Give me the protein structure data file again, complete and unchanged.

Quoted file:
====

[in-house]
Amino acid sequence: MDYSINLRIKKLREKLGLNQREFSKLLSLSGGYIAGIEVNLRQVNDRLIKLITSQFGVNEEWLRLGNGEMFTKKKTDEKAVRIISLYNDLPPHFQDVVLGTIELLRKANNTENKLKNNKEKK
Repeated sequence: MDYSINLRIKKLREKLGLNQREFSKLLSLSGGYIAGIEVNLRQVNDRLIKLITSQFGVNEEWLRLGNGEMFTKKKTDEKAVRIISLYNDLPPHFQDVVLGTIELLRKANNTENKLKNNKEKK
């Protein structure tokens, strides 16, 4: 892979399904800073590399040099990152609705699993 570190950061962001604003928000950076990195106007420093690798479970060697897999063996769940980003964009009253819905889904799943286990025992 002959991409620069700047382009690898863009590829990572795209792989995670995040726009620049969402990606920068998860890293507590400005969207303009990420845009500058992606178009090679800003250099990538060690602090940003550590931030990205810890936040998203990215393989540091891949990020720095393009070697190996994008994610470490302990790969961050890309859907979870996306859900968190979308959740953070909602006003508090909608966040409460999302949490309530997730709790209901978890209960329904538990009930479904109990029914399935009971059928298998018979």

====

[in-house]
Amino acid sequence: MDYSINLRIKKLREKLGLNQREFSKLLSLSGGYIAGIEVNLRQVNDRLIKLITSQFGVNEEWLRLGNGEMFTKKKTDEKAVRIISLYNDLPPHFQDVVLGTIELLRKANNTENKLKNNKEKK
Repeated sequence: MDYSINLRIKKLREKLGLNQREFSKLLSLSGGYIAGIEVNLRQVNDRLIKLITSQFGVNEEWLRLGNGEMFTKKKTDEKAVRIISLYNDLPPHFQDVVLGTIELLRKANNTENKLKNNKEKK
């Protein structure tokens, strides 16, 4: 892979399904800073590399040099990152609705699993 570190950061962001604003928000950076990195106007420093690798479970060697897999063996769940980003964009009253819905889904799943286990025992 002959991409620069700047382009690898863009590829990572795209792989995670995040726009620049969402990606920068998860890293507590400005969207303009990420845009500058992606178009090679800003250099990538060690602090940003550590931030990205810890936040998203990215393989540091891949990020720095393009070697190996994008994610470490302990790969961050890309859907979870996306859900968190979308959740953070909602006003508090909608966040409460999302949490309530997730709790209901978890209960329904538990009930479904109990029914399935009971059928298998018979």